Media ShopTalk: w/c 1st July 2013 - Distribution of Content.

Published on Monday, 01 July 2013 by Chris Botha in The Mediashop news

The recent release of the Audit Bureau of Circulations (ABC) results - brought with it the usual hoopla, shouts of doom and gloom, and general sentiment that print is headed for a swift and sudden death. The numbers after all are not looking good. The real cost of reaching consumers in some titles have increased by up to 1000% in the past 5 years.

I don’t agree with the naysayers entirely. This is not the beginning of the end for print media owners. These companies will still be here for many, many years to come. Maybe not in their current format, but definitely around. My reasoning is pretty simple - these media owners still own an asset that is incredibly valuable, quite scarce, and if managed properly, very profitable. The asset? Content…

Content is what people hunger for. It is the reason they switch on the television, listen to the radio, read the newspaper and by the way, it is also the reason they access social sites like Twitter and Facebook.

Media owners (from henceforth known as Content Owners) need to formalise two simple principles:

  1. What the best platform is to get the content to the user (Distribution)
  2. How to make some money along the way. (Monetisation)

When it comes to distribution, some CO (Content Owners) are doing a better job than others. Look at the likes of Media 24. They have evolved to distribute their content via all sorts of channels - going beyond the traditional channels (Newspapers and Magazines) to distributing via digital channels such as News 24 (Online, Mobile, Apps etc) and their various social media plug ins. Example - A newspaper like Die Beeld has over 300,000 unique subscribers visiting it on a monthly basis- and a printed circulation of 67,000.

For Beeld, the distribution method of the content is clearly evolving.

A few years ago - Primedia Radio represented 4 really good radio stations. Then they realised they are sitting on a newsroom, that creates tons of content daily - that could be used smarter. Enter "Eyewitness News" which is now a website, a social media service, and who knows - maybe one day a Television channel. A simple example of a CO realising that they have a valuable asset - and working on branding, distributing and monetising it.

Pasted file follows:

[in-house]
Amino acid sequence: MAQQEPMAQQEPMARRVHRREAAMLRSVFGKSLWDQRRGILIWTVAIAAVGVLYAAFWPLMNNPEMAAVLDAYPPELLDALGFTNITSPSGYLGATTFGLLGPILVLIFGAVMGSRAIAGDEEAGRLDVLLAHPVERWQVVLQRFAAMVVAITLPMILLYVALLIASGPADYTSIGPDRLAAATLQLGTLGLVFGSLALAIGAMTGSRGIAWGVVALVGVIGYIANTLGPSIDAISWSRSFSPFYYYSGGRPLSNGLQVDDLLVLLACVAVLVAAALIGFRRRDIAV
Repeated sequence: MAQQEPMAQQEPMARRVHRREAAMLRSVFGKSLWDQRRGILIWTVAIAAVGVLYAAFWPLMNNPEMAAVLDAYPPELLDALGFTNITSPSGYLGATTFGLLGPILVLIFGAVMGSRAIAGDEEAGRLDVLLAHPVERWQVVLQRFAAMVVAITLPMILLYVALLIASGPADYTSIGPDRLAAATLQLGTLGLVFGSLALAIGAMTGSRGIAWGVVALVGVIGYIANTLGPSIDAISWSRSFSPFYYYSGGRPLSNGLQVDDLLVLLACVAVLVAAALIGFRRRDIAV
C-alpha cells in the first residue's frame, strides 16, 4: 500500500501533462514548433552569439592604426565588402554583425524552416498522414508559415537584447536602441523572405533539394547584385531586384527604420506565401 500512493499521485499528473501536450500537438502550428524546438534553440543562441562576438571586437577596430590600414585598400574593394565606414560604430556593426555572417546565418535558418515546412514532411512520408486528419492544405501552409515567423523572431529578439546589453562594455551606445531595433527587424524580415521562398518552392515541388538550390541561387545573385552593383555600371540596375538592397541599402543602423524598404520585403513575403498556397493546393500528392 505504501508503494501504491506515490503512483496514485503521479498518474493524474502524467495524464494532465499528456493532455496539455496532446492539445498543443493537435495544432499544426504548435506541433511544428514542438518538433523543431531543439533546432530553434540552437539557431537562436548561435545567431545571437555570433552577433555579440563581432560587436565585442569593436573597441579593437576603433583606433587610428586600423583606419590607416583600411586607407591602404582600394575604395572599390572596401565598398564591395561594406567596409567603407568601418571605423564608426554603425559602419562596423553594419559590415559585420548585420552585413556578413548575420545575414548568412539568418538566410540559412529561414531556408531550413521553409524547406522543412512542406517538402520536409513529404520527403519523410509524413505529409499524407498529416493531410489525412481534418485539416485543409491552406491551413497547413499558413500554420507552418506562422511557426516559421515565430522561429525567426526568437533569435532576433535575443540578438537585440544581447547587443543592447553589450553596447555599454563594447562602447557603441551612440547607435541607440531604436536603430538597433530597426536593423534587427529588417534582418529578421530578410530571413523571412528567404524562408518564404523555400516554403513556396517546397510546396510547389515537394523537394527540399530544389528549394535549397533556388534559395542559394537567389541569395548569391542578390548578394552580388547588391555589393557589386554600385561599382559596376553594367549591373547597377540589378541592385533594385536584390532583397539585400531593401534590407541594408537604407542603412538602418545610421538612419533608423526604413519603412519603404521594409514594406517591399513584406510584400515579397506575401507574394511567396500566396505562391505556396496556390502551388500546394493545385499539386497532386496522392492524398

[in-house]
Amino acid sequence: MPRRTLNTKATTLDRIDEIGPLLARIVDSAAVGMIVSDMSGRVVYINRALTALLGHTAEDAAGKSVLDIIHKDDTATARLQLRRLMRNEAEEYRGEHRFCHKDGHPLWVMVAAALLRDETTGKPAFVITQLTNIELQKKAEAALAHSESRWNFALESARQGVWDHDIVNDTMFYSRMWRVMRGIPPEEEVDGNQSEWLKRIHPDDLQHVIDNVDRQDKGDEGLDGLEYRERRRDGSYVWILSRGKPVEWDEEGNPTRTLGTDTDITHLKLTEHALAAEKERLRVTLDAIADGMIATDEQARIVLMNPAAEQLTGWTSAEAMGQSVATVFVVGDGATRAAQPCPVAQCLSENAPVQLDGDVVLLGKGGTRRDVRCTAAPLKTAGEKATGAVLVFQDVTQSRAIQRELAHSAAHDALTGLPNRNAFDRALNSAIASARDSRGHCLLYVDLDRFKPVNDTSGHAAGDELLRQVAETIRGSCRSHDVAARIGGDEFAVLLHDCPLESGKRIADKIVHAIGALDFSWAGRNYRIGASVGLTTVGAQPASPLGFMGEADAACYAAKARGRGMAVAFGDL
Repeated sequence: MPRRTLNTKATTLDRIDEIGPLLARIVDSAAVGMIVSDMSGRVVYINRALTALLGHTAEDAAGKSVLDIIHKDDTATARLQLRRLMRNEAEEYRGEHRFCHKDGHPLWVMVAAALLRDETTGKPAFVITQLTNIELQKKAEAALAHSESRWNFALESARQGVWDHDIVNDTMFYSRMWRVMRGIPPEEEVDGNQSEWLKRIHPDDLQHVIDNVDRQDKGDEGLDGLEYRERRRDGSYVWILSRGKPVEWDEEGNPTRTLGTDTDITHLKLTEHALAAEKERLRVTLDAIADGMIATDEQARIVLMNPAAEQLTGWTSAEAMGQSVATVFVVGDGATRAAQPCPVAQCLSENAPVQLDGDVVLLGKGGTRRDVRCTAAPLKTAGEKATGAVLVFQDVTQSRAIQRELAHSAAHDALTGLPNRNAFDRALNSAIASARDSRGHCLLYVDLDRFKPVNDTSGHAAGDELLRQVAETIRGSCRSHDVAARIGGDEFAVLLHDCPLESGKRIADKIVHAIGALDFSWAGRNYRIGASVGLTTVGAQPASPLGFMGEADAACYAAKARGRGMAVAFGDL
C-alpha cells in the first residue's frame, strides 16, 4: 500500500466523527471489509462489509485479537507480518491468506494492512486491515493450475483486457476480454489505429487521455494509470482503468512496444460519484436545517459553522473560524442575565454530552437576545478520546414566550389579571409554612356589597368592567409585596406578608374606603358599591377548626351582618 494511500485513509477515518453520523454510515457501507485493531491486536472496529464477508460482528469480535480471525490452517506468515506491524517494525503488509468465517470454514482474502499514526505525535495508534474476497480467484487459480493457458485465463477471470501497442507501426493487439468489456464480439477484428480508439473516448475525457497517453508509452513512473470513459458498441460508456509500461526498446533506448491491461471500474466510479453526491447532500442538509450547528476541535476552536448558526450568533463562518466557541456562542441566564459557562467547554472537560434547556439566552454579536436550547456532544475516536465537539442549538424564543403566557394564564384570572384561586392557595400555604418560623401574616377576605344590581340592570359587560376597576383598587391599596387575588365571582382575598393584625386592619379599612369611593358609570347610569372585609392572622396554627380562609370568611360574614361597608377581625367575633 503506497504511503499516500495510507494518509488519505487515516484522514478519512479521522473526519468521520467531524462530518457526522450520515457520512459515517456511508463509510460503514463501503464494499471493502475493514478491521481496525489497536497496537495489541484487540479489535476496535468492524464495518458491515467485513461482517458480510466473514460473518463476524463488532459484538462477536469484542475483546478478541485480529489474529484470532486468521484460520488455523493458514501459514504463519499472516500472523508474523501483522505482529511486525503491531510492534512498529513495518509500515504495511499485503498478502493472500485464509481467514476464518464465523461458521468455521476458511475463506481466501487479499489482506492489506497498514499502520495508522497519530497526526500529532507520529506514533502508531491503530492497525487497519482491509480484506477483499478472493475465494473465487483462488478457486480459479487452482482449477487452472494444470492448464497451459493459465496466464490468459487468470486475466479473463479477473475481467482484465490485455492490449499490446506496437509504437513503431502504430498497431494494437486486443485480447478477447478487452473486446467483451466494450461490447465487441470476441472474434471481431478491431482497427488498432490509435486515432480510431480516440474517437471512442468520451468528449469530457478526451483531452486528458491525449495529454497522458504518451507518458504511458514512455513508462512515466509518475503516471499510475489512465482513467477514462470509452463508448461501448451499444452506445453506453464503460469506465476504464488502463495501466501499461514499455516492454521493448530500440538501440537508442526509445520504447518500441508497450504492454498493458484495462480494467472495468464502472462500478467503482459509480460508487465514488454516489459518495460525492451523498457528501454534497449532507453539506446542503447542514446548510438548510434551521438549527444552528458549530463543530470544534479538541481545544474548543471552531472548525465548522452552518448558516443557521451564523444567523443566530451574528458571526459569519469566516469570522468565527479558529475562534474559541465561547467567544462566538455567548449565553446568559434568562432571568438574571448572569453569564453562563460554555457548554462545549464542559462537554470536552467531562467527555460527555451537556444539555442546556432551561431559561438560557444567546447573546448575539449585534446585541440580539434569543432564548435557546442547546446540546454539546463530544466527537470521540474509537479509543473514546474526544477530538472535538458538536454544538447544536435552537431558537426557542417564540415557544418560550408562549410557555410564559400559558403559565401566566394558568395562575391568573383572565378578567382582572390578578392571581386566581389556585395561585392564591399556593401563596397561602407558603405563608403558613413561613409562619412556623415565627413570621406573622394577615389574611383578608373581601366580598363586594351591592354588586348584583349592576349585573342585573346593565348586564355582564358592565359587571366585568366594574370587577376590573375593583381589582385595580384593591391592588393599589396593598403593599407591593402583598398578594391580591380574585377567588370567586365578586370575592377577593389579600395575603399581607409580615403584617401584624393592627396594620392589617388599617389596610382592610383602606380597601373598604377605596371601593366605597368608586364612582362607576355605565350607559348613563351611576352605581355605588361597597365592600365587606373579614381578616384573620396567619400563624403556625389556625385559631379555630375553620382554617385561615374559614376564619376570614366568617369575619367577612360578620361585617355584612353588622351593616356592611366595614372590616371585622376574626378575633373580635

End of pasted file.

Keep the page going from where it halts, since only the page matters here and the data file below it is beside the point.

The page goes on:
While we are on the topic of content ownership - one has to then beg the question - When does someone like Barry Bateman become a CO himself, and why should he use Primedia as the best method to distribute his content? Somewhere in that mess might lie a future for a smart journalist / business entrepreneur…

Why Naspers have never decided to optimise their massive news room (remember, they "own" thousands of journalists creating tons of content daily) - and to launch a Television news service on DSTV - I don’t know. They own the content - surely printing and selling it is not the most optimal way to distribute and monetise it? You already own a Television network, so evolve and look at that rather. Mr Bekker will have to explain that to me one day.

The billion dollar question though, is how do you monetise these initiatives?

Let's look at Mail & Guardian as an example. The print product distributes 45,000 copies a week - for which the newspaper receives a certain amount of money in revenue from cover price and advertising.

Compare this to their digital presence.

They have a Twitter following of 110,000 people (the most of any newspaper in SA) - showing that there is a massive appetite for their content. They are looking at interesting and exciting ways of now distributing it via iPad versions of the paper, and other online channels. All very clever, very sexy, and very exciting.

However - how do they make money? After all, you need to continue to pay the salary bills of the team producing the content. That is the tough part.

There are a couple of options.

Websites like Beeld, Burger and Volksblad, have gone the paywall route. It makes a lot of sense for them - but the jury is out on how much consumers are willing to pay for these services. Then there is online advertising that - whichever way you look at it - will be smaller than what they make in the newspaper for many more years to come.

The question is then - if the printed version disappeared, would they make enough money off the paywall and online advertising to fund the content? I don’t know.

The distribution and monetisation of content I believe is one of the most fundamental exciting shifts we will see evolve over the next 20 years. One thing for sure though - Content Owners will be around, will be profitable, and will be here to stay despite what happens with the ABC figures.

Last modified onThursday, 15 June 2017 15:41